I have a ritual I go through whenever I purchase (or rescue) a new “second hand” piece of furniture. First, I find just the right space in my home for it to settle into. Sometimes it needs a bit of a freshening up – maybe a coat of paint or new drawer pulls. I lovingly clean it, and depending on what piece of furniture it is, I fill its shelves with china, or line its drawers with scented paper. I view it as an adoption of sorts. More than likely, it belonged to another family in its former life and now it is left in my care. These new “members” of my family arrive without papers or any identifying information as to who owned them prior to ending up at the flee market or the local resale shop. Once comfortable in its new space – a space filled with many other orphans – I assign it a story. Imagining who loved this piece of furniture before me, I conjure up imagery of newlyweds buying their first bedroom set, or a farmer who made due with found wood to build his family a kitchen table. I wonder about what route it took to my home; how much of the country - or maybe even the world – it has seen.
My home is a mishmash of re-purposed furniture. All my little orphans are gathered together under my roof – and now with a new story. Meet my most recent arrival.
Last week I spied it in the window of one of my favorite shops. I have lost count as to how many things I have brought home from that tiny shop When I had a need for a small chest for my guest room (which I redid for my niece who arrives today for a three month stay) I knew exactly where to begin my hunt. My first two attempts to meet face to face with this possible new member of my family was met with a “CLOSED” sign on the door to the shop. But, I persevered, and yesterday I brought it home to join its siblings. It is hard to explain that feeling when I know I got it just right. The color was perfect. It hugged up into its space as though it was custom made for it. When I put the final touches on the room late last night, I stepped back and had this feeling of utter contentment and joy. Does it sound strange to connect with furniture in such a way? Maybe. But I do – and I always have. I feel so much more at home with pieces that have been around a bit; furniture that has seen some living and loving before coming to me.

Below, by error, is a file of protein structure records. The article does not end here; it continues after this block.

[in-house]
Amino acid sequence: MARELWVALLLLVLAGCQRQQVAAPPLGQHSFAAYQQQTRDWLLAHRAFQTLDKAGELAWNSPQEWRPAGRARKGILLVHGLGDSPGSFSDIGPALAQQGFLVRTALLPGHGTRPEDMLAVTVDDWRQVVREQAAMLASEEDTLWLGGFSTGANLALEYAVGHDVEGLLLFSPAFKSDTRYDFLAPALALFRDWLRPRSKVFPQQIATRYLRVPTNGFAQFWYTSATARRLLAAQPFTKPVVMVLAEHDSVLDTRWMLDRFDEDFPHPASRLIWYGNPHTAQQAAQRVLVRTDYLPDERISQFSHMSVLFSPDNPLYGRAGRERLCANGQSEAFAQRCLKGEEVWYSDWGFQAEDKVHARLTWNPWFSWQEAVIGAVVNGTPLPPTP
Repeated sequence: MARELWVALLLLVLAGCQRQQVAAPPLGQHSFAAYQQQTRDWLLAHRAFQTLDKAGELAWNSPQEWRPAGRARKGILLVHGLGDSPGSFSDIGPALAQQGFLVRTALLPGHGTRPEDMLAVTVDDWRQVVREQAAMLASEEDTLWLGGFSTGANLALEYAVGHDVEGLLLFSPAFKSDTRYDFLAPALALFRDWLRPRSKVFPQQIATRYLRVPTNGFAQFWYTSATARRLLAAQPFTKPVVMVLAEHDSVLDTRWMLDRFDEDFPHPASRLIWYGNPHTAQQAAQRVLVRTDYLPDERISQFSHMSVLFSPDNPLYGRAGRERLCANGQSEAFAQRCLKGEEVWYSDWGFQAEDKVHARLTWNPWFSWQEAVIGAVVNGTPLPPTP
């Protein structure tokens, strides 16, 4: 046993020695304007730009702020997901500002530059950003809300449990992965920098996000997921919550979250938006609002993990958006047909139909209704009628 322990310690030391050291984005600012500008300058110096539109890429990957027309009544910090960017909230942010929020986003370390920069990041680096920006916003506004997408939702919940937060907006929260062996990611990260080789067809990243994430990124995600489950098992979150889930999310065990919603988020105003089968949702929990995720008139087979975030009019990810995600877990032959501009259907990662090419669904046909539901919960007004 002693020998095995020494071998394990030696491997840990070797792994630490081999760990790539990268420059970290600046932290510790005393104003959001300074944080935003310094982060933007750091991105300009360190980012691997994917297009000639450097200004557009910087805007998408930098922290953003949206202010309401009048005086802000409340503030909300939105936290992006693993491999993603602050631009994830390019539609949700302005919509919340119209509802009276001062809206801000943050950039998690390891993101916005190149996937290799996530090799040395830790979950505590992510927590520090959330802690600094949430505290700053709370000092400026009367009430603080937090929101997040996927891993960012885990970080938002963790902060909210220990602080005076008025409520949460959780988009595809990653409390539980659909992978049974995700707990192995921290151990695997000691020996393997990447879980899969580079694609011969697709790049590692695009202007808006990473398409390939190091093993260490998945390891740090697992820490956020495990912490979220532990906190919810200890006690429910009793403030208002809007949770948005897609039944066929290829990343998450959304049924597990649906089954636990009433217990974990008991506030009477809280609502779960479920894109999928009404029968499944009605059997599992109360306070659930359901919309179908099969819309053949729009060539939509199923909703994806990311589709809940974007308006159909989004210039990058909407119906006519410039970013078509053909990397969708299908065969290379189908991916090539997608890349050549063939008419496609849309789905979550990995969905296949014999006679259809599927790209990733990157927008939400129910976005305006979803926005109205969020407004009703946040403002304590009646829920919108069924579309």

I created this scone recipe while in the midst of all the cleaning and preparation for my niece’s visit. I was craving something savory and needed it to be quick and filling. I couldn’t have been more satisfied with the results. Perfect for a breakfast, brunch, lunch, or even late night snack – these scones are a meal in themselves. I chose to name this recipe for the ingredients that go into it, but in truth, a better name may have been “Sausage Pizza Scones”. These scones would satisfy any pizza craving you might have. Think about the possibilities. Too late for delivery? Just whip up a batch of these pizza parlor-like specialties. Not in the mood for sausage? Add whatever toppings you usually eat on YOUR pizza – olives, onions, green pepper………
Sun-dried Tomato and Sausage Scones
1/3 lb. Italian sausage (mild or hot), removed from casing
2 cups all-purpose flour
2 teaspoons baking powder
1/4 heaping teaspoon baking soda
1/4 teaspoon salt
6 tablespoons cold unsalted butter, cut into small pieces, plus melted butter for brushing
12 large basil leaves, finely chopped
1 cup lightly packed shredded Parmesan cheese
1 cup buttermilk, well chilled
1/3 cup sun-dried tomato pesto (1/3 cup finely chopped sun-dried tomatoes packed in oil may be substituted)
Preheat the oven to 425˚F. Cook the sausage in a skillet over medium heat, breaking it up into small pieces as it browns. Remove from heat and cool completely.
Whisk the flour, baking powder, baking soda, and salt together in a medium bowl. Using a pastry blender or your fingers, work the butter into the flour mixture until it is in pea-size pieces. Stir in the cheese, basil, and the cooled sausage with a wooden spoon. Add the buttermilk and the sun-dried tomato pesto and gently mix until just moistened. The dough will be loose. (Don’t worry if the pesto is not fully distributed at this point.)
Turn the dough out onto a floured surface and knead 5 to 6 times, just until it comes together. (Don’t over-knead.) Divide the dough into two equal pieces. Press each piece into a 3/4 inch thick round. Cut each round into four pieces. Arrange on an ungreased or parchment lined baking sheet. Brush the tops with melted butter.
Bake the scones until golden brown, 12 to 15 minutes. Let rest on the baking sheet for a few minutes before removing to a cooling rack.